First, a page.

First game. Spurs at home, January 1971 and over 40,000 at Elland Road.
Memories are fragmented but I know I couldn’t see the pitch. My dad on his first visit to Elland Road arrived at five to three and got us in to the very back of the away end. Leeds fans sang ‘Chivers is a jelly’ to insult their two-goal scorer. But most of all, I remember being buffeted and slightly terrified by a bunch of Londoners in flares and platform shoes exuberantly celebrating a rare victory in West Yorkshire. Not an everyday experience for an eight-year-old son of Indian immigrants living in Bradford.
Logically, I should have been put off football, and yet I was intoxicated by the whole experience and the relationship (affliction?) has lasted almost fifty years and counting since that day. Despite the ups and downs, the obsession has been growing bizarrely more extreme as the years pass by.
In the first few years, it was a few home games every season. Arrive early (lesson learned!), with a small stool carried by my dad so that I could see over the wall at the front of the Kop. The memories remain vivid from these games. Billy Bremner hanging on the inside of net after scoring against Wolves in the ‘74 title season just yards away from me, the defeat at home to Bristol City and Don Gillies in the 1975 FA Cup, and maybe the best one of all, watching from the West Stand Paddock when we beat Barcelona in the European Cup semi-final first leg. Of course, this led to anticipation for the final and my excitement ran out of control when our next door neighbour promised to take me along with him. Inevitably I was let down the day before the game, maybe not surprisingly as taking an eleven-year-old neighbour to Paris for the European Cup Final wouldn’t be high on my list of priorities if I was a guy in my mid-twenties!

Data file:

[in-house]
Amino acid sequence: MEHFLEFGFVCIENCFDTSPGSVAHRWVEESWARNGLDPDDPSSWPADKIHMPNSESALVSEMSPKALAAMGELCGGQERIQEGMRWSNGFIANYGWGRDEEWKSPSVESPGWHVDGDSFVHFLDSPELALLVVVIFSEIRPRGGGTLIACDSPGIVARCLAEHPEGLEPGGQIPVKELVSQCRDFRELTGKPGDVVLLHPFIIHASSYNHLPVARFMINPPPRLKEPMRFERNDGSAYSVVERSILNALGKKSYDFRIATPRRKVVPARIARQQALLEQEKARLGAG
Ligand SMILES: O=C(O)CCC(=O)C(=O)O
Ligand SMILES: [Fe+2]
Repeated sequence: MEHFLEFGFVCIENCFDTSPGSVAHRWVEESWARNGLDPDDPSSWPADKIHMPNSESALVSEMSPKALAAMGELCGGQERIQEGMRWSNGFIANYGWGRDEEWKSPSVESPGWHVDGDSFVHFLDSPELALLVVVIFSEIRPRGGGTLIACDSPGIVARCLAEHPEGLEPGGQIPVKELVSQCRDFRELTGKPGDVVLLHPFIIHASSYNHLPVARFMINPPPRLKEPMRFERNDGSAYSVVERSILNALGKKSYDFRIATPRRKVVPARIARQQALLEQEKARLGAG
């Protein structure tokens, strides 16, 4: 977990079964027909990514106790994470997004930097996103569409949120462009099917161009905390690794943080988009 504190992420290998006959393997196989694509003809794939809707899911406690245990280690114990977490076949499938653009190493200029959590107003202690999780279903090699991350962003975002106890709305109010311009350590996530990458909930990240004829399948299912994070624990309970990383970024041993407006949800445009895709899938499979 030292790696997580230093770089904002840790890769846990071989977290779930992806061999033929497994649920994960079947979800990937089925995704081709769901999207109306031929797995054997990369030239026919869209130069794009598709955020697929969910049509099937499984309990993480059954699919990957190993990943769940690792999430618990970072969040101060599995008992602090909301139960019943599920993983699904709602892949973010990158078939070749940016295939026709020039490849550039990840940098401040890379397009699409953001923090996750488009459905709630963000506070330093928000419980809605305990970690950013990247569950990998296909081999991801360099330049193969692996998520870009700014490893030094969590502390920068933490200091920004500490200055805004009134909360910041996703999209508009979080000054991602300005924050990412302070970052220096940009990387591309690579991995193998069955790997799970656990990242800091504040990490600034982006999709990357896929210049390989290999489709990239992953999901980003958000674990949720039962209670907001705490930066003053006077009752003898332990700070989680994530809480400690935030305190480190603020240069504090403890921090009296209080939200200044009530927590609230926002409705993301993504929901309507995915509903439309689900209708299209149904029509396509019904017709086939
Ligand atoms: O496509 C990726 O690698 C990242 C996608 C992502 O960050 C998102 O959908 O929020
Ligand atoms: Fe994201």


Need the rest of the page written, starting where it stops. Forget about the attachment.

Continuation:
Eventually, it started to occur to me that I never saw anyone at these games who was black or brown, but my love of the whole experience meant I never really worried about it or even gave it too much thought. Back then, casual racism at school or elsewhere was all we knew and if someone made a comment, I can’t say it even registered. That was our world and we rolled with it.
It was a dark time but it was still Leeds and I still loved it
I loved going to games and by the time we got relegated in 1982 I was going to every home game alone on the Wallace Arnold ‘football special’ from Bradford Interchange. It is quickly forgotten how football (and watching Leeds) was rapidly becoming an almost deviant activity. Hooliganism had taken root and skirmishes both in and outside grounds were commonplace. The violence both scared me and thrilled me. I didn’t want to be involved but I loved seeing it happen, and even though that may seem embarrassing to admit now, I think many people in their teens at that time would admit to that.
The first time the colour of my skin and watching Leeds United started becoming an issue was in that period, in the early 1980s. Just after exiting the pedestrian tunnel and walking towards the Kop, I started to see the National Front guys selling their ‘newspapers’. Green bomber jackets, shaved heads and Dr. Martens was the regulation look. Generally I would walk by, eyes down, but occasionally they would shout something in my direction. A couple of times, when accompanied by others, it was a big joke to pretend to buy one of their rags, without getting too close of course! That was the way to fit-in and deal with the increasingly open racism on display.